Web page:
I struggle with sharing my accomplishments at work. Maybe you can relate?

I never want to come across as boastful, arrogant, or in need of praise. My default setting is to be humble, modest; to just hope that my colleagues will notice what I’ve accomplished.

When I had my annual review recently, one of the pieces of feedback that I got was that I need to share my accomplishments with my manager and colleagues. The reality is that people are busy and they may not notice when something I worked on performed well. It’s my responsibility to share my successes, not their responsibility to notice. Once I realized that, I decided to make a game plan for how I would share my accomplishments in a way that felt genuine and authentic.

I took out a piece of paper and decided that there was a bigger issue at hand. I wasn’t comfortable sharing how and where I did well and I needed to learn to give myself a little self-love at the office. I needed to learn how to save, share, and savor my accomplishments with those who needed to hear them; who wanted to hear them.

I came up with a way to keep track of my successes, share them with my manager and colleagues, while also taking the time to savor my success, instead of just moving right along to the next goal.This is how I did it:


  1. Keep a Success Folder: I made a Gmail folder where I store positive emails from clients and colleagues. It’s helpful to have everything in one centralized location where I can pull from it at random, without having to search through all of my emails.
  2. Set Goals and Key Performance Indicators: I write down goals and KPIs once a quarter. I think about client-related goals, company-focused goals, and professional development goals. Having set goals helps me stay focused—plus, it’s exciting to meet one!
  3. Keep a Work Journal: Take time out of your day to reflect and answer a few questions. It will help you track your progress and take time to appreciate the little milestones, as well as the bigger ones.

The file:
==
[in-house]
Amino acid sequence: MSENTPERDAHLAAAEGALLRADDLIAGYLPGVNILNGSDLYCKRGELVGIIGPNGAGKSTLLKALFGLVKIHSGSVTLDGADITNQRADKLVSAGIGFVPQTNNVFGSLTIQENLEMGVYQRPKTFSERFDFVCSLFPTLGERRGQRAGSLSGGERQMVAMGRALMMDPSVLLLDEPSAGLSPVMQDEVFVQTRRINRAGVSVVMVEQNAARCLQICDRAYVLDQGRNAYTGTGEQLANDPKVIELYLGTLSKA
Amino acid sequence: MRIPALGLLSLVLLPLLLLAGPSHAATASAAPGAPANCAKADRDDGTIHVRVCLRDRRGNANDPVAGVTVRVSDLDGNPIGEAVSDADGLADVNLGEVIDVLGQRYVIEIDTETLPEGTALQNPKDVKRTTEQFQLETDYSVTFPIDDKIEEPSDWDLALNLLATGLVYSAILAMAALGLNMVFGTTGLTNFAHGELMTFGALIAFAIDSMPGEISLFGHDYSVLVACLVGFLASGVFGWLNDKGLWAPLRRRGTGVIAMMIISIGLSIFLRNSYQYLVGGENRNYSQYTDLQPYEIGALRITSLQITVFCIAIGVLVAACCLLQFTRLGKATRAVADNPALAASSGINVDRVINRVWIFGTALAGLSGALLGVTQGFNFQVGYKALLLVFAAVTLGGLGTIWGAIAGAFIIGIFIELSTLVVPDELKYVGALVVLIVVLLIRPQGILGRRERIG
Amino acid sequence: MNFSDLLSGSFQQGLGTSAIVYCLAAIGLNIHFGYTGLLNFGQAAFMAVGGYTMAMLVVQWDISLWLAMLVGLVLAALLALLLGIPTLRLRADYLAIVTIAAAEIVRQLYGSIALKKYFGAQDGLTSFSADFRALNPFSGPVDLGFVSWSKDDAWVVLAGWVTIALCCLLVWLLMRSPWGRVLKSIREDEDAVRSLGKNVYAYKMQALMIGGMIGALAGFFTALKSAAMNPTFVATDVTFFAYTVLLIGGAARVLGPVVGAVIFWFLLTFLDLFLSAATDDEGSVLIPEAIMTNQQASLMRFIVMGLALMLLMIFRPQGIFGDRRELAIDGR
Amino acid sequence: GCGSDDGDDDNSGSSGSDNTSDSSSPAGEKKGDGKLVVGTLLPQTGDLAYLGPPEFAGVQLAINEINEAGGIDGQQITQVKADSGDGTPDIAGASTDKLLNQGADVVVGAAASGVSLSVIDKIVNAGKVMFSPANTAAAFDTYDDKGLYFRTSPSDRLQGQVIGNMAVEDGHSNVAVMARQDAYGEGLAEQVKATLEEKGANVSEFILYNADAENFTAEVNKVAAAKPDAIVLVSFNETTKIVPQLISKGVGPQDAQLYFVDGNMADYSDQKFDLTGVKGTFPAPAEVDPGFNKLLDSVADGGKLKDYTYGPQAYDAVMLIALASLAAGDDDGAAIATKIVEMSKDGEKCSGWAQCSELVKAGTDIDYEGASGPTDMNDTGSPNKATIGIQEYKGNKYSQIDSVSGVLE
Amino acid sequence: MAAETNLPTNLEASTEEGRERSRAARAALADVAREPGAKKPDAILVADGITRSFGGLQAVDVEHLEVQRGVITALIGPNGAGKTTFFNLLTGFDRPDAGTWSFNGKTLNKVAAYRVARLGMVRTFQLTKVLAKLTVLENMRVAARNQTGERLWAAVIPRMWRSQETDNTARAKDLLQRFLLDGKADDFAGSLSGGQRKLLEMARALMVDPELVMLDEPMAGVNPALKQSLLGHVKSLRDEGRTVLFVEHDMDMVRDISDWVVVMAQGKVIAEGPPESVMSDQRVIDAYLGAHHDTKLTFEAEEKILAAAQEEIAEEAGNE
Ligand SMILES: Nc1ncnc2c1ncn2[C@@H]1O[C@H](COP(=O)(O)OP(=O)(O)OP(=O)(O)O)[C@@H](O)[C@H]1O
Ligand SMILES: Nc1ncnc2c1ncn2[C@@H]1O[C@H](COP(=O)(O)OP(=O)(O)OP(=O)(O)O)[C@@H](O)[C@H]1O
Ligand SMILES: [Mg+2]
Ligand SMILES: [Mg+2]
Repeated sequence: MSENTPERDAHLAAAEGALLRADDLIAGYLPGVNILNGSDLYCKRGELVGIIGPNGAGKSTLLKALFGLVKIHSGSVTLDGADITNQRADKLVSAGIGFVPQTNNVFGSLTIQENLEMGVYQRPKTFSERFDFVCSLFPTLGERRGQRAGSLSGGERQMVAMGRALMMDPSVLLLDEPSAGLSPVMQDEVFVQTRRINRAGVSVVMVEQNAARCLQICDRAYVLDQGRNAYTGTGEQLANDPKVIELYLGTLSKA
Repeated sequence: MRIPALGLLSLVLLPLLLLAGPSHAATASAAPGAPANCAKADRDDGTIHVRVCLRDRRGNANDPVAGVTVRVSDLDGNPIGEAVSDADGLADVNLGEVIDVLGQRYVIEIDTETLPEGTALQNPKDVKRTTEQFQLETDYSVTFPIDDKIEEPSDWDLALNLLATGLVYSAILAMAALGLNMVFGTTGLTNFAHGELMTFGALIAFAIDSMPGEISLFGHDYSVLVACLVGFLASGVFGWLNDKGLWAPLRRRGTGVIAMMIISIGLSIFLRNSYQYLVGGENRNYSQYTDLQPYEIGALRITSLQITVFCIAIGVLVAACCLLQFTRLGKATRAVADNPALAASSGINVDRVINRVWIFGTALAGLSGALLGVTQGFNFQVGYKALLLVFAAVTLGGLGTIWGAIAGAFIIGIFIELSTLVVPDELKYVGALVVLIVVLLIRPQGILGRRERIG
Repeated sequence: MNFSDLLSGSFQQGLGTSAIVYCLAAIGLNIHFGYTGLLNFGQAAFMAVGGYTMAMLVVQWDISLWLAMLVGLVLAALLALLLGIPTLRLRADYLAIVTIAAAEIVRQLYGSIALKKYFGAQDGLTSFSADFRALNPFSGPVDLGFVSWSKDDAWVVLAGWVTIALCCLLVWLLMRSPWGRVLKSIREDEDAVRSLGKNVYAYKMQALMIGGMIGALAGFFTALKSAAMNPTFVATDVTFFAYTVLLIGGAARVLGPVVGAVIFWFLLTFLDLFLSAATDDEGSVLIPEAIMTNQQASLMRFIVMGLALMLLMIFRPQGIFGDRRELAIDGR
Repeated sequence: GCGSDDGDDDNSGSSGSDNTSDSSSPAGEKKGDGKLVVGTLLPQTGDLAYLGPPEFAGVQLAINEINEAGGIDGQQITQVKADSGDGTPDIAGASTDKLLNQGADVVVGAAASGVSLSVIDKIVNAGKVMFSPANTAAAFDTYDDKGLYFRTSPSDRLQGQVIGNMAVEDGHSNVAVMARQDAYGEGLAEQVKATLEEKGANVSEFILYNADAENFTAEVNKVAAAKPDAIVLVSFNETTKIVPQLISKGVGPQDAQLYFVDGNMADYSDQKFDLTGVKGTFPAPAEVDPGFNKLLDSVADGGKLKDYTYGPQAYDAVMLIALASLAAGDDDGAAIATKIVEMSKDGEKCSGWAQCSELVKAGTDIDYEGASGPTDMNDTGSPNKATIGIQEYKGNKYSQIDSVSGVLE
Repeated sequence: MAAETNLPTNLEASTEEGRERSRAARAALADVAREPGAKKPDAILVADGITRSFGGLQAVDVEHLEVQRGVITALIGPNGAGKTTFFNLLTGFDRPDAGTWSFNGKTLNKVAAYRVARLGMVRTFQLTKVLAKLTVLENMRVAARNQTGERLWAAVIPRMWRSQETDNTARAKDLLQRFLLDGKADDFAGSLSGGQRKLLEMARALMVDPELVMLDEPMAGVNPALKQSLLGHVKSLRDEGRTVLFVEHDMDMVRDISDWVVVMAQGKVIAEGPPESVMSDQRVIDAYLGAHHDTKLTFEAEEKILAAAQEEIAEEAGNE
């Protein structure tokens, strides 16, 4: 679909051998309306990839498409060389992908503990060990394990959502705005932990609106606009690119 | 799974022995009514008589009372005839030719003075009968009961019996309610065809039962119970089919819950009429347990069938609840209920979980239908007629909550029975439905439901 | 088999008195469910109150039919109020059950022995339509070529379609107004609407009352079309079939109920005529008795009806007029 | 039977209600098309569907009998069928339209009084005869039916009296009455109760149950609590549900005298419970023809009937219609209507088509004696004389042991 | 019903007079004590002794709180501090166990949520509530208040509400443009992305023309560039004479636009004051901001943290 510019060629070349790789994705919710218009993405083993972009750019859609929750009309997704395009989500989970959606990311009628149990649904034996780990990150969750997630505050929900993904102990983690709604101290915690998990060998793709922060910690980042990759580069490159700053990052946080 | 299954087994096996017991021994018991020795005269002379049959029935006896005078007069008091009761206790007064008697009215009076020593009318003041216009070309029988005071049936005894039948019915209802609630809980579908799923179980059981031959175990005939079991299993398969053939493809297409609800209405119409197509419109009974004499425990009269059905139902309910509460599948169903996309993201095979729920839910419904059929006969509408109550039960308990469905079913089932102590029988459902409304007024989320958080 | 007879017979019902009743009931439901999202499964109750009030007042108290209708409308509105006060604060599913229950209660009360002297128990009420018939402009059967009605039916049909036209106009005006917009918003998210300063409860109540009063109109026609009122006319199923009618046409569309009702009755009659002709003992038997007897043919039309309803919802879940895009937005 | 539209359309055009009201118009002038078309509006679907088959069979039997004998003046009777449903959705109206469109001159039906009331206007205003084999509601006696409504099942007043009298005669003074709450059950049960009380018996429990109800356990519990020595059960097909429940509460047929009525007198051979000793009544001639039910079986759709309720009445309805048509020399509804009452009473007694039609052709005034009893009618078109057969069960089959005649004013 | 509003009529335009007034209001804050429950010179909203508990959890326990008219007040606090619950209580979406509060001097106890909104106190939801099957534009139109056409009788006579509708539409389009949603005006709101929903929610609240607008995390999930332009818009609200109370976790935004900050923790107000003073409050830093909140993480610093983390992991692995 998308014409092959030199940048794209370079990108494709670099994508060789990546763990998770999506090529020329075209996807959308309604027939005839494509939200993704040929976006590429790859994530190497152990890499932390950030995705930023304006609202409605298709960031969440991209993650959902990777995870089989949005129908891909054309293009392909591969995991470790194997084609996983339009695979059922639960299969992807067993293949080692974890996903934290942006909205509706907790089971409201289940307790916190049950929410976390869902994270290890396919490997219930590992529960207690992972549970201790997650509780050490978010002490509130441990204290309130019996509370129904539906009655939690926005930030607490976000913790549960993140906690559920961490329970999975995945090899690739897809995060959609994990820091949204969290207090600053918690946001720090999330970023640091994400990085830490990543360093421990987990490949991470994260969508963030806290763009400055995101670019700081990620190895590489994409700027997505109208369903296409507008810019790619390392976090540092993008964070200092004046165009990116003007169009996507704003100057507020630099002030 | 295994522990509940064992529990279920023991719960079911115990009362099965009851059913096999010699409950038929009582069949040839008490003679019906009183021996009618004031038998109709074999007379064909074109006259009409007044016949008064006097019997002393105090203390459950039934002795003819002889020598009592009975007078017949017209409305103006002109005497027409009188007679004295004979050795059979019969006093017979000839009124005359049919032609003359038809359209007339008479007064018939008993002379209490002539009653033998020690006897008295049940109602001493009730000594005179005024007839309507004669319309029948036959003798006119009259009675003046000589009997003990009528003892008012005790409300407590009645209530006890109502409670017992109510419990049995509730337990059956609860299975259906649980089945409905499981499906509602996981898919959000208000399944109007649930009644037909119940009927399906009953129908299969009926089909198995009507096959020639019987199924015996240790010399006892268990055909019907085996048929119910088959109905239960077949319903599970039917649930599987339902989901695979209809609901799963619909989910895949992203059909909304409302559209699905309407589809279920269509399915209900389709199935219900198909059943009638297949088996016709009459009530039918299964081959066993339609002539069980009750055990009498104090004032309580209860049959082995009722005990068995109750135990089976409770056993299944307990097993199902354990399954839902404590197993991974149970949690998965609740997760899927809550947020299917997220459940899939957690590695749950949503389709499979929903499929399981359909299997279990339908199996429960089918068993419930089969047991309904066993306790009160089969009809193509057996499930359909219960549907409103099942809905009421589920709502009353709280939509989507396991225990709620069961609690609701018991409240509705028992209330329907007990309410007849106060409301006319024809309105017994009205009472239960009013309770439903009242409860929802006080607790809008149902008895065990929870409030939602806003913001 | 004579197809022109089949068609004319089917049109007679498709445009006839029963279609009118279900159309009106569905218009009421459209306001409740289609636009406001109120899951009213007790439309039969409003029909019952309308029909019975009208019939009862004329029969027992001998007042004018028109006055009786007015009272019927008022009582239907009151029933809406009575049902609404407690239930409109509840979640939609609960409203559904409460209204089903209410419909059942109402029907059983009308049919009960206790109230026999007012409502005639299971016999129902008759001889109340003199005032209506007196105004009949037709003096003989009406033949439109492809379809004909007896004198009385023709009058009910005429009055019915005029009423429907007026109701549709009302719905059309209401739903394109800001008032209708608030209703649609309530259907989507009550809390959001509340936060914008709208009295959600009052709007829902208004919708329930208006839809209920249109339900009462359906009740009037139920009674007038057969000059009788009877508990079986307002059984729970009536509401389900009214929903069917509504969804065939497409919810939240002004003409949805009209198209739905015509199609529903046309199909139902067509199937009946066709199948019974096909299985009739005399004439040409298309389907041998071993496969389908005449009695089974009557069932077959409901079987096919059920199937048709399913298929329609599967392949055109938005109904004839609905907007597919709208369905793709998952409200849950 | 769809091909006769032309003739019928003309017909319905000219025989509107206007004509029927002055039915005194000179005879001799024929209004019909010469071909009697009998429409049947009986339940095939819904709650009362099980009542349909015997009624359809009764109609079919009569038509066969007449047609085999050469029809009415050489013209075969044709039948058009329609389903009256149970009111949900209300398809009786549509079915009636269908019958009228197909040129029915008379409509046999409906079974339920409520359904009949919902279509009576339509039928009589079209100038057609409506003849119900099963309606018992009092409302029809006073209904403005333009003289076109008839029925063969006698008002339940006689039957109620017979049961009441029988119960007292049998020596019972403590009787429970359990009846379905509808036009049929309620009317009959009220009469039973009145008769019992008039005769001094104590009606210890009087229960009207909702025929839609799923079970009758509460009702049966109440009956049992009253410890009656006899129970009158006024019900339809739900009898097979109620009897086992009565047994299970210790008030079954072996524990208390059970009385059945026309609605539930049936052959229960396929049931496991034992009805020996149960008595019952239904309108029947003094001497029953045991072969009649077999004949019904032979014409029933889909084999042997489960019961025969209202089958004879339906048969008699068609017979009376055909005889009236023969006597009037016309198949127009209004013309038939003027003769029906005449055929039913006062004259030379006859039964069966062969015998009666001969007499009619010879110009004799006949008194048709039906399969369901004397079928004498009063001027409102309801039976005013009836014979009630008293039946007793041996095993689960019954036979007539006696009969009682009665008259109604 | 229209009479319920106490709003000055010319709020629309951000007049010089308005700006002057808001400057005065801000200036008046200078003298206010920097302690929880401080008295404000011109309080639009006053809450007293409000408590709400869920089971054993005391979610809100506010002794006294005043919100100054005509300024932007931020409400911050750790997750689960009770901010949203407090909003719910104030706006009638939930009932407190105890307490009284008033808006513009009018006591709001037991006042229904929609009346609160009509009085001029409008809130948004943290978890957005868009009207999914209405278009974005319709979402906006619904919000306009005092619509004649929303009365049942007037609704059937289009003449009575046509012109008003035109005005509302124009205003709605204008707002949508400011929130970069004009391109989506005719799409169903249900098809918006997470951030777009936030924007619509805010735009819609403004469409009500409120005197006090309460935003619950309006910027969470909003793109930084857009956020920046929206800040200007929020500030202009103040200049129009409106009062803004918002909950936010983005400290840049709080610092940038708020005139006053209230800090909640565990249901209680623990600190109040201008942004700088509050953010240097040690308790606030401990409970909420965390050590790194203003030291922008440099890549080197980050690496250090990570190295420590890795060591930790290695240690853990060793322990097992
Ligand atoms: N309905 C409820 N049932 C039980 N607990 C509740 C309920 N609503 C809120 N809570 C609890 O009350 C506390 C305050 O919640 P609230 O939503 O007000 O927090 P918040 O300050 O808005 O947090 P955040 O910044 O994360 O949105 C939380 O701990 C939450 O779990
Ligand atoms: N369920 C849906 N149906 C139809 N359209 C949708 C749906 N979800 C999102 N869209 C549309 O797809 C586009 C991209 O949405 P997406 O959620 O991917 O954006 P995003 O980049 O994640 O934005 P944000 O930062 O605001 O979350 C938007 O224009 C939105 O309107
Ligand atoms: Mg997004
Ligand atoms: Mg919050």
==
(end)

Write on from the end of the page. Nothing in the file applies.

1. Make It a Team Effort: One way to make it easier to tell your manager and colleagues is to phrase it as “we”, not “me.” If it was a team effort, explain how the team was able to accomplish the goal. Just make sure that you don’t minimize the work that you personally accomplished. Phrasing it this way will make you and your teammates feel good—everyone likes recognition for hard work! Of course, there will be certain things that you are solely responsible for—in this case, get comfortable giving yourself credit for a job well done by sharing with your friends and loved ones first. Then, don’t be afraid to share the news with your higher-ups!
  2. Use Social Media and LinkedIn: If you have big successes like winning a case, getting press, or winning an award, mention it on social media and LinkedIn. It’s a great way to keep your network updated and informed of your accomplishments—and it’s something these channels were specifically built for. I write for various publications and will often post new articles on my social media channels. I also update the portfolio and press page on my blog. Similarly, one of my very savvy PR friends will post a LinkedIn update whenever she gets a big press mention for her company. Just make sure that anything you post is public knowledge and approved by your company or client.
  3. Create a “Big-Mouth” Email List: In I Shouldn’t Be Telling You This, Kate White recommends having what she calls a “big-mouth” email list. The list should include former bosses, former coworkers you hope to stay in touch with, mentors, and people you’ve met who seem interested in your career path. Share big important job news—like a promotion or job change—with the people on this list.


  1. Set Small Goals: Take a big project or goal and break it down into a series of smaller goals and milestones. This method will help set a strategy for accomplishing the larger goals and it will give you opportunities to recognize what you’ve accomplished every step of the way.
  2. Focus on the Positive: I often fall into the trap of focusing too much on the negative and not enough on the positive. I can be hard on myself and will focus more on mistakes or things that I could have done better instead of all of the things that went well. (I was always the person who would get a 98% on a test and be more focused on the 2% I got wrong as opposed to the 98% I got right.) It’s great to learn from mistakes and feedback,but you should also recognize what went well. It will keep you sane and make it easier to replicate your success. Additionally, some psychologists have found that positivity boosts performance.
  3. Celebrate: Take time to celebrate your accomplishments. You can celebrate with a quick dance party, an office tradition, or even one of my personal favorites—a celebratory latte. We have fun office celebrations where we win company prizes and personal awards for accomplishments and living out our company values. These celebrations increase company morale, make people feel recognized for hard work, and contribute to our company culture.

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Show yourself some self-love this year. I guarantee that you’ll see the benefits both in and out of the office.

This was originally published on Career Contessa

Elana Lyn Gross
Elana Lyn Gross is the author of the career advice and lifestyle blog, The Preppy Post Grad. Her work has appeared in Time, Business Insider, and The Huffington Post.

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